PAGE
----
Tag Archives: Brian Sybert

Brian Sybert: The antidote to anti-public lands extremism: Finding common ground and working together

Big Therriault Lake - Kootenai National Forest
Big Therriault Lake – Kootenai National Forest

Here’s a pretty straightforward op-ed from the MWA’s Brian Sybert on public lands issues and the importance of working together to address them . . .

It’s been near impossible to miss the headlines about armed extremists and radical politicians trying to destroy our national public lands legacy. From Washington, D.C., to the Malheur National Wildlife Refuge, selfishness and delusional interpretations of the U.S Constitution have come together in support of a disastrous agenda aimed squarely at one thing: taking national public lands away from the American people.

But neither the armed militants at Malheur nor the suit-clad lands transfer zealots in Utah and D.C. have anticipated how much the American people, Westerners in particular, value public lands. In January, Colorado College released its sixth-annual bipartisan Conservation in the West Poll, showing that Western voters, including Montanans, see American public lands as integral to our economy and way of life and overwhelmingly oppose efforts to weaken and seize those lands.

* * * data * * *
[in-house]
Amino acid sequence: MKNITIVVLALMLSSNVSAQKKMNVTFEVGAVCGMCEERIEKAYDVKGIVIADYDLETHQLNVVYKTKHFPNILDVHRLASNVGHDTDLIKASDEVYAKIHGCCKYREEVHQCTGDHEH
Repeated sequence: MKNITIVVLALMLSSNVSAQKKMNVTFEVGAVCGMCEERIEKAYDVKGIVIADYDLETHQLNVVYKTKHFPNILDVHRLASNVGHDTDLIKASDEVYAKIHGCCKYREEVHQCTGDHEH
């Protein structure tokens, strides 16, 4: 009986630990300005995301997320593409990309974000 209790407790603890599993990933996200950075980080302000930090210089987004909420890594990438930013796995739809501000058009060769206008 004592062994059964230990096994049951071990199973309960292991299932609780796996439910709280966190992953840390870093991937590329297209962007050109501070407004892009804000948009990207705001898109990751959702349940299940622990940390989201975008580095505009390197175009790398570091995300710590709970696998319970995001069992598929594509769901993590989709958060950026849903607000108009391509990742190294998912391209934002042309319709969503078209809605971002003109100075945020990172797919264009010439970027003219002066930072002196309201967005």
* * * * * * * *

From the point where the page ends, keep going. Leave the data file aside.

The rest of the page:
The poll also revealed that Westerners strongly support people working together to find common-ground solutions to public land challenges, and herein lies the antidote to the toxic anti-public lands agenda represented by the likes of the Bundy gang and the American Lands Council. Community-driven collaboratives not only result in the protection of wild places, the creation of new jobs and the advancement of our public lands legacy, they also nourish our nation’s democracy.

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Brian Sybert: Lessons from the Scapegoat Wilderness

Brian Sybert, executive director of the Montana Wilderness Association, has a pretty good op-ed in Hungry Horse News supporting the Rocky Mountain Front Heritage Act . . .

In 1972, nearly 240,000 acres of federal public land lying between Montana’s iconic Rocky Mountain Front and storied Blackfoot River Valley became the first acres in the nation to enter the wilderness system at the behest of ordinary citizens.

The story of the Scapegoat Wilderness has influenced every effort to protect wild country during the past 40-plus years in Montana and throughout the nation.

And it’s a great story, full of colorful characters and bugling elk. On some levels it is also a heartbreaking tale of sacrifice and the heavy emotional burden that comes with standing up for what you believe is right.

Read more . . .